Pakistan’s former prime minister Imran Khan has spent the night in a high-security prison.
Pakistan’s former prime minister Imran Khan has spent the night in a high-security prison after he was handed a three-year jail term for illegally selling state gifts.
The popular opposition leader, who was ousted from power in a no-confidence vote last April, was arrested at his home in the eastern city of Lahore on Saturday, soon after a court handed down its verdict.
In a video message recorded in anticipation of his latest arrest, Khan urged people to peacefully take to the streets, saying: “You should not sit quietly at home.”
But widespread protests are yet to materialise, with supporters fearing the consequences following a crackdown including arrests of members of Khan’s Pakistan Tehreek-e-Insaf (PTI) party after the clashes in May.
Khan was held over Saturday night in Attock prison, in the eastern Punjab province, which has armed guards in watchtowers and is notorious for its harsh conditions, with inmates including convicted militants.
Authorities have tightened security around the prison, putting up barriers and blocking roads to keep people away.
PTI lawyer Shoaib Shaheen said police at the jail had refused entry to a legal team that went to visit Khan.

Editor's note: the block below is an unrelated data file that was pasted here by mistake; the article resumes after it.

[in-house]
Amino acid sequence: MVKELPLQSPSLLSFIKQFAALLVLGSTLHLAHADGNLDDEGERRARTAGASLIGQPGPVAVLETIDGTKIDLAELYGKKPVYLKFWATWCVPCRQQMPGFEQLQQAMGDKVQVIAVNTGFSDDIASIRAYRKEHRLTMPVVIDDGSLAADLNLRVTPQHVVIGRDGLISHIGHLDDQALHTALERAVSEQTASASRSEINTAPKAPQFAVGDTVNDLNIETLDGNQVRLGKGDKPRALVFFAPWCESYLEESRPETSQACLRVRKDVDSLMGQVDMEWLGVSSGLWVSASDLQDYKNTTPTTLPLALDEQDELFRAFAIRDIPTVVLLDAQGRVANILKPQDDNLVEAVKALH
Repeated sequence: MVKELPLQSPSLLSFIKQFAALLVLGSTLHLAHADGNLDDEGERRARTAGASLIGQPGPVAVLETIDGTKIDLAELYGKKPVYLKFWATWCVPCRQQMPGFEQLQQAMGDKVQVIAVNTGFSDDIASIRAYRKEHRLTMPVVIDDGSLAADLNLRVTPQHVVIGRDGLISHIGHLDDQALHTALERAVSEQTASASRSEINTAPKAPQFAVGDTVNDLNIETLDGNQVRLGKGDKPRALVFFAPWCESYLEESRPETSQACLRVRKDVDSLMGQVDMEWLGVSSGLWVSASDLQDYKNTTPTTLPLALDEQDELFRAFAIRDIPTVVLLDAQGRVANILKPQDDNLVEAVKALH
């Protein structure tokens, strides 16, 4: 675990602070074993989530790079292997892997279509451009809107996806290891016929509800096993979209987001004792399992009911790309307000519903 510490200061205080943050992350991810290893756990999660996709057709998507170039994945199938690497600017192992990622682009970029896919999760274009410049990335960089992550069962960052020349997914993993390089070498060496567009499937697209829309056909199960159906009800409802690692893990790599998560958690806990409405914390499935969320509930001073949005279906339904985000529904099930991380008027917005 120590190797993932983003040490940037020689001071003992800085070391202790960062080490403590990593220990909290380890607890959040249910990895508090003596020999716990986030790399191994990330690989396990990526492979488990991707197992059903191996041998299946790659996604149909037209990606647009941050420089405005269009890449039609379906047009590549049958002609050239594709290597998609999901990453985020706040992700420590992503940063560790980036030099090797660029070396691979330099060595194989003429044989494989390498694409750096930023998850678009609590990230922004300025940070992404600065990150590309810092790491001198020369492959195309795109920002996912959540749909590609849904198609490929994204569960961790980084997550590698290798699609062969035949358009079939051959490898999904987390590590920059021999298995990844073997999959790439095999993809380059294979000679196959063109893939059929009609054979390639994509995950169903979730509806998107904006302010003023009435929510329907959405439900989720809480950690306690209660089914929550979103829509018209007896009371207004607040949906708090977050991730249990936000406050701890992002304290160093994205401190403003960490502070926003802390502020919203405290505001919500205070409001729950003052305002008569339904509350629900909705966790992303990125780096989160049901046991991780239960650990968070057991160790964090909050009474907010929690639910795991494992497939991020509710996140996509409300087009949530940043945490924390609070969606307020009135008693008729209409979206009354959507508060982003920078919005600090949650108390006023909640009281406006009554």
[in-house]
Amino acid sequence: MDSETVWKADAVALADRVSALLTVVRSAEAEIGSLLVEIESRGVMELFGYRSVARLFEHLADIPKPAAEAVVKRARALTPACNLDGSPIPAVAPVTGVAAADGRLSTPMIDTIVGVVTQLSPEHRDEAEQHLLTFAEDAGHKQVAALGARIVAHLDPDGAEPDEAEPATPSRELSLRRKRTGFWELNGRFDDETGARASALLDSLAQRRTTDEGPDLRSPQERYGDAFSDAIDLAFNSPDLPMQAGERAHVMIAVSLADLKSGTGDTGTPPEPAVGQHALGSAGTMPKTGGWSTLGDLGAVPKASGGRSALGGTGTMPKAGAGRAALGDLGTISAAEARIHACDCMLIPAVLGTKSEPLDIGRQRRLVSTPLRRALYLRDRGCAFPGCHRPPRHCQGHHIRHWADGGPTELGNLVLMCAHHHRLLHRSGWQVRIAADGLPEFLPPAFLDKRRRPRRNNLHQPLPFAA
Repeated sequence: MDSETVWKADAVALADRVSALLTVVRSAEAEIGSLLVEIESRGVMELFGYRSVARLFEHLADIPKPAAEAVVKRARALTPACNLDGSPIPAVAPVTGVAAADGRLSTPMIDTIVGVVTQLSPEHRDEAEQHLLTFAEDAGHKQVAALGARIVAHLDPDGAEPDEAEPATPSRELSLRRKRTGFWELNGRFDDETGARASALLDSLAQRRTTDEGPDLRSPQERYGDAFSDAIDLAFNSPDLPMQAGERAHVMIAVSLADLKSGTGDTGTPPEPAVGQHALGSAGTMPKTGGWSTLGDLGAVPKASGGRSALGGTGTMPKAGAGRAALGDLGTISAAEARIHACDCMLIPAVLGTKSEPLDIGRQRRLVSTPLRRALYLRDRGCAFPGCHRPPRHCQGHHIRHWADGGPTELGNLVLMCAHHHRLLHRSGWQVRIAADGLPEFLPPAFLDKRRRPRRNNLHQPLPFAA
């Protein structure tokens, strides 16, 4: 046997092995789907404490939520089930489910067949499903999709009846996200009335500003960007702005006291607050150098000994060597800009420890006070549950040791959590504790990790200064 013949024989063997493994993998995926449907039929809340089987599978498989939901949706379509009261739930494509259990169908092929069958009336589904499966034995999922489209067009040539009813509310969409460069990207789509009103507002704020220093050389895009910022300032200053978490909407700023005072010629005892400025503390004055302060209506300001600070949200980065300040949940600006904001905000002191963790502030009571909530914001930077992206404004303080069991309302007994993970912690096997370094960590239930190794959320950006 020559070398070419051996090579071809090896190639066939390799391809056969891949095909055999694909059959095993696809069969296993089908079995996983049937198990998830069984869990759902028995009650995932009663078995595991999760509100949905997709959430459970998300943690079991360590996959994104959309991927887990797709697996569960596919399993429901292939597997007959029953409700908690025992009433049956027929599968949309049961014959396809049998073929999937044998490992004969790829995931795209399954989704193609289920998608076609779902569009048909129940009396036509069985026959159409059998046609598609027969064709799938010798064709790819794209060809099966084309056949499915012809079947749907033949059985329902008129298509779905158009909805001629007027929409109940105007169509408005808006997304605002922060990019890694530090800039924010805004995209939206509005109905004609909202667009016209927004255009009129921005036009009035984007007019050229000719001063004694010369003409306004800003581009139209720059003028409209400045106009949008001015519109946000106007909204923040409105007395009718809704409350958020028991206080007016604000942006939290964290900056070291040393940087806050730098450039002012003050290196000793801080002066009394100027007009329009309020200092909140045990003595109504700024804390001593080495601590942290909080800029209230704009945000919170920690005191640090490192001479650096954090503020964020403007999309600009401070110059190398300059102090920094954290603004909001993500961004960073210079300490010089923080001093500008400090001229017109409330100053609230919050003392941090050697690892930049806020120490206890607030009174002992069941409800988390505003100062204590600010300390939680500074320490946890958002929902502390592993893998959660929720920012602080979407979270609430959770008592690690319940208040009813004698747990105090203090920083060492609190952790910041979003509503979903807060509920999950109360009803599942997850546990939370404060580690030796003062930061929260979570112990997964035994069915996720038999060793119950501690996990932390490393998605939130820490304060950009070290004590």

The politician has denied any wrongdoing and his political party says it will appeal the guilty verdict for unlawfully selling state gifts while he was prime minister between 2018 and 2022.
The sentence could bar him from standing in the country’s upcoming elections and critics say the case is politically motivated as authorities fear Khan’s popularity and large support base.
Pakistan’s information minister Maryam Aurangzeb denied Khan’s arrest was linked to the elections and said he had been “proven guilty of illegal practices, corruption, concealing assets and wrongly declaring wealth in tax returns”.
Since he was ousted, Khan has been hit with more than 150 legal cases, including allegations of corruption, terrorism, and inciting violence over the protests in May.